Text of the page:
From that perspective spending more -- higher than long-term sustainable levels -- when revenues are high isn't a defense, and spending less than long-term sustainable levels when current revenues are low isn't appropriate.  The goal is to maintain even spending throughout both cycles, adjusted for inflation and population growth.

Even using current spending figures (which are still high) as a proxy for sustainable levels, if the last "Bipartisan Majority" during its final two years had held spending to the same overall level achieved during the last two years by the R Majorities for example, they would have put another $4.5 billion away in savings, another 50% on top of the $9 billion they did manage to save over the six years they governed.  If they simply had held spending during the last two years to the average spending level they themselves achieved in the first four years, they still would have saved another $4 billion.

In short, if the previous "Bipartisan Majority" had exercised the same fiscal restraint that those who want to form a new one now use to judge the current R Majorities, the state would now have $4+ billion more in savings.

The fact is "Bipartisan Majorities" spend more by their very nature.  In order to paper over the philosophical differences they understandably have over spending priorities, each side necessarily agrees to spend also on the spending priorities of the other.  As the spending levels produced by the last "Bipartisan Majority" demonstrate, the result is that in doing so they end up spending more overall than partisan majorities which are more agreed on spending priorities.

The problem Alaska faces in today's environment is that, even under largely single party majorities, state government has continued to spend beyond long-term sustainable levels, eating into the reserves it needs to support sustainable spending levels for future generations.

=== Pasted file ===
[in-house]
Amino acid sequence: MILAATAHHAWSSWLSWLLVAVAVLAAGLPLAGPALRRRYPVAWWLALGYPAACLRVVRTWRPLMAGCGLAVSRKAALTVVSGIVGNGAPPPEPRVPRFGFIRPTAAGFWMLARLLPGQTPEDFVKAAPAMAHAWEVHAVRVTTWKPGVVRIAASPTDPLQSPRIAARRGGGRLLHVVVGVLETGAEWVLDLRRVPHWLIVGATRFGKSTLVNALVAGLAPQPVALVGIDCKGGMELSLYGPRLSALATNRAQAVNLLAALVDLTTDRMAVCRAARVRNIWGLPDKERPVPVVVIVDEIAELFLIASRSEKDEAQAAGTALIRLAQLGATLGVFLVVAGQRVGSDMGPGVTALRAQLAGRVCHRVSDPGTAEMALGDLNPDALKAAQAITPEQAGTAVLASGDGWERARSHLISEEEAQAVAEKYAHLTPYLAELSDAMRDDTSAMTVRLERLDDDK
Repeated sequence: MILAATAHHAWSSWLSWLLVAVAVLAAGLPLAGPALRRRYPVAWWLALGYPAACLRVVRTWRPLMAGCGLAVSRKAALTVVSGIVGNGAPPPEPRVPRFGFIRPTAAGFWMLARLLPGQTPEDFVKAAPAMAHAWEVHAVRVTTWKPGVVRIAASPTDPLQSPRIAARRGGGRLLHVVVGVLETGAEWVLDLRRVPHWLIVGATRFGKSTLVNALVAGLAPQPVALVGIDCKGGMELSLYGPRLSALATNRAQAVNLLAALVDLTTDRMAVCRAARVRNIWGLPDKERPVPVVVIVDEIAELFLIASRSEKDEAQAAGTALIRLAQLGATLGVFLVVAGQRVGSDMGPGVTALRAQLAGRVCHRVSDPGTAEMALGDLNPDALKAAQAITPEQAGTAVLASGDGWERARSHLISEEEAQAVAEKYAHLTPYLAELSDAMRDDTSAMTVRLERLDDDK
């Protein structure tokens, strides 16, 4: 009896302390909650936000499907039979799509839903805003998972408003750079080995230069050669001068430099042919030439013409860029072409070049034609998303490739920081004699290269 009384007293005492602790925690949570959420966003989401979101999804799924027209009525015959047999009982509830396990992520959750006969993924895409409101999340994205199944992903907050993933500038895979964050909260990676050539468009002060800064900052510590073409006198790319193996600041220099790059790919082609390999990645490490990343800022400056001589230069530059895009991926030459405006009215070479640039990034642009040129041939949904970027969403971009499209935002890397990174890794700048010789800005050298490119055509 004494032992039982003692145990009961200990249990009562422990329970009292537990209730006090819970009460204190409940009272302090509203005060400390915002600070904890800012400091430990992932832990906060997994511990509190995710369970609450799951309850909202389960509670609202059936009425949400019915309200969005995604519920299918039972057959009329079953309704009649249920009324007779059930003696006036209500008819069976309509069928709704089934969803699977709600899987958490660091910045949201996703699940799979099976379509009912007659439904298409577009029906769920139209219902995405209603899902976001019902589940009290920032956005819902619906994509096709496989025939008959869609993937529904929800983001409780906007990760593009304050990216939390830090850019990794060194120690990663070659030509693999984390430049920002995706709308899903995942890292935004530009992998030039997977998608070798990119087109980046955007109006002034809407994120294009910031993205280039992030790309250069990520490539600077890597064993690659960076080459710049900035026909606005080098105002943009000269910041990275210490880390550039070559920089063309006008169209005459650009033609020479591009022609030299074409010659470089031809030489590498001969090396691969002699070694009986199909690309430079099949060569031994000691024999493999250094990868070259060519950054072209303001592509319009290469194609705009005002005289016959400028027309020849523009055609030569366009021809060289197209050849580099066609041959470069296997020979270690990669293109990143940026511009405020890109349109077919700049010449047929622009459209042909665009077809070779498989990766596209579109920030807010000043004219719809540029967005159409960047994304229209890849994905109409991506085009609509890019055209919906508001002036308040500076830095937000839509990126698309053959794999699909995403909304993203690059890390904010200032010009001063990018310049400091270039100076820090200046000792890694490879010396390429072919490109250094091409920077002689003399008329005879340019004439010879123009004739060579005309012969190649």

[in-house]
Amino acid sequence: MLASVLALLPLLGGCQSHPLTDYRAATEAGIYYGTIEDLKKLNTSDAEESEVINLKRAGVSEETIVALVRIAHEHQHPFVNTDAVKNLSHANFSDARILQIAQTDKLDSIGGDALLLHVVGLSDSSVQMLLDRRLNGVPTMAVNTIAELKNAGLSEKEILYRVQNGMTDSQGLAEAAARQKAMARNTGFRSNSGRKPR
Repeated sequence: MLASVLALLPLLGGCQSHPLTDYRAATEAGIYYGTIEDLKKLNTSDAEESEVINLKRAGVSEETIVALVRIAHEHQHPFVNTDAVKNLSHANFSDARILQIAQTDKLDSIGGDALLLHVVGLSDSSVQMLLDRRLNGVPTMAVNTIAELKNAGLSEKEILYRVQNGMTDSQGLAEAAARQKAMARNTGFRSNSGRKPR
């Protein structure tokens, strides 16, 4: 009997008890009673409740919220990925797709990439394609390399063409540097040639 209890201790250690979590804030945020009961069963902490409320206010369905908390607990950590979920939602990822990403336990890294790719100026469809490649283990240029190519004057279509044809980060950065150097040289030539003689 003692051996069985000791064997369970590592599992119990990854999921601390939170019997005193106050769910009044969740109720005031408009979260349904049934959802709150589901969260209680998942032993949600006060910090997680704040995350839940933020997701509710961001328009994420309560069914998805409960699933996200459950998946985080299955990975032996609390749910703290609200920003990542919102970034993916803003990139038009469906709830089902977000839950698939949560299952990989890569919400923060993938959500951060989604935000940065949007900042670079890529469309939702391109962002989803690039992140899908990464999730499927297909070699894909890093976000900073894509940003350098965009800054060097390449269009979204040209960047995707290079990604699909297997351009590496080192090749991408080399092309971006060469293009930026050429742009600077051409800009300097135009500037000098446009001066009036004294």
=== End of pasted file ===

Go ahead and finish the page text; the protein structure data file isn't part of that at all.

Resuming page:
As we said in the previous post, the solution isn't to return to a "Bipartisan Majority."  That will only make the spending problem worse and likely lead to even greater demand for enacting "new revenues" which benefit one sector of the economy -- those served by or tied to government spending -- at the expense of the overall economy.

In short, while the previous R Majorities have not lived up to their promises and, in failing to do so, made Alaska's fiscal situation worse, returning to a "Bipartisan Majority" will only make the situation even worse still.

Instead as we said in the previous piece, in our opinion the solution is to elect where ever possible actual fiscal conservatives to replace the "go along," pseudo-fiscal conservatives that seem to have dominated at least the legislative leadership, if not also the membership, of both bodies since the ouster of the Bipartisan Majority.  Some of that needed change occurred in some of the recent primaries, but there is more possible to achieve in the general election.  

But as important as it is, simple election is not enough.  To return spending to sustainable levels, those same actual fiscal conservatives need to rise to leadership positions -- particularly, the Finance Committee Chairmanships -- themselves.  As we have learned over the past several years, directing the agendas of those committees does much to control the outcome.

If Alaska is to regain control of its budget, putting actual fiscal conservatives in control of the process is critical.